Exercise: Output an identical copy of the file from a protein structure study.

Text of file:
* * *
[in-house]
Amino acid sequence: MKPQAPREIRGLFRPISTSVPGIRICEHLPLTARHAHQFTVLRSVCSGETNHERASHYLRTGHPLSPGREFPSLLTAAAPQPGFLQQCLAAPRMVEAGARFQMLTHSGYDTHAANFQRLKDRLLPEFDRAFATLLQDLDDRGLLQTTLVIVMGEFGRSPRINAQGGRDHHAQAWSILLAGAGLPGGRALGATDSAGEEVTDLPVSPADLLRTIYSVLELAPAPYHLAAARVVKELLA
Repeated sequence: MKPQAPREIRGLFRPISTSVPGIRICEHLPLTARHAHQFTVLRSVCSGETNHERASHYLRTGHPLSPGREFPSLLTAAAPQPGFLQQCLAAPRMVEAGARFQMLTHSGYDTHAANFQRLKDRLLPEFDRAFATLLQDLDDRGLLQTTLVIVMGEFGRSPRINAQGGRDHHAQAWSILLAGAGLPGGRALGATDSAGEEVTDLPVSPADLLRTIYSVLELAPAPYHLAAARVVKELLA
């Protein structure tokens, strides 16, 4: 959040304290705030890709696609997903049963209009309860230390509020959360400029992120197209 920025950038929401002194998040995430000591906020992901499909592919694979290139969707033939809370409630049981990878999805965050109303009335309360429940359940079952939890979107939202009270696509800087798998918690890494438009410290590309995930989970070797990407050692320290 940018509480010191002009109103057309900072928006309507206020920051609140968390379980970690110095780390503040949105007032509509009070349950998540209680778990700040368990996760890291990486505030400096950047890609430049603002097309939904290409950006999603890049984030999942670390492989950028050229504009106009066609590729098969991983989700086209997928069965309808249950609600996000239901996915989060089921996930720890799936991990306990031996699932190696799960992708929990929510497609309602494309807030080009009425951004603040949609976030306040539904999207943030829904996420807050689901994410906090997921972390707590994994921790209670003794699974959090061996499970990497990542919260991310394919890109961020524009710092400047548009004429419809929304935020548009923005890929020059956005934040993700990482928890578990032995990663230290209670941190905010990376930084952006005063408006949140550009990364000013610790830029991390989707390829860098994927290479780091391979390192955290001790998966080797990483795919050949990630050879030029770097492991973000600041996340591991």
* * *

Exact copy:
[in-house]
Amino acid sequence: MKPQAPREIRGLFRPISTSVPGIRICEHLPLTARHAHQFTVLRSVCSGETNHERASHYLRTGHPLSPGREFPSLLTAAAPQPGFLQQCLAAPRMVEAGARFQMLTHSGYDTHAANFQRLKDRLLPEFDRAFATLLQDLDDRGLLQTTLVIVMGEFGRSPRINAQGGRDHHAQAWSILLAGAGLPGGRALGATDSAGEEVTDLPVSPADLLRTIYSVLELAPAPYHLAAARVVKELLA
Repeated sequence: MKPQAPREIRGLFRPISTSVPGIRICEHLPLTARHAHQFTVLRSVCSGETNHERASHYLRTGHPLSPGREFPSLLTAAAPQPGFLQQCLAAPRMVEAGARFQMLTHSGYDTHAANFQRLKDRLLPEFDRAFATLLQDLDDRGLLQTTLVIVMGEFGRSPRINAQGGRDHHAQAWSILLAGAGLPGGRALGATDSAGEEVTDLPVSPADLLRTIYSVLELAPAPYHLAAARVVKELLA
């Protein structure tokens, strides 16, 4: 959040304290705030890709696609997903049963209009309860230390509020959360400029992120197209 920025950038929401002194998040995430000591906020992901499909592919694979290139969707033939809370409630049981990878999805965050109303009335309360429940359940079952939890979107939202009270696509800087798998918690890494438009410290590309995930989970070797990407050692320290 940018509480010191002009109103057309900072928006309507206020920051609140968390379980970690110095780390503040949105007032509509009070349950998540209680778990700040368990996760890291990486505030400096950047890609430049603002097309939904290409950006999603890049984030999942670390492989950028050229504009106009066609590729098969991983989700086209997928069965309808249950609600996000239901996915989060089921996930720890799936991990306990031996699932190696799960992708929990929510497609309602494309807030080009009425951004603040949609976030306040539904999207943030829904996420807050689901994410906090997921972390707590994994921790209670003794699974959090061996499970990497990542919260991310394919890109961020524009710092400047548009004429419809929304935020548009923005890929020059956005934040993700990482928890578990032995990663230290209670941190905010990376930084952006005063408006949140550009990364000013610790830029991390989707390829860098994927290479780091391979390192955290001790998966080797990483795919050949990630050879030029770097492991973000600041996340591991």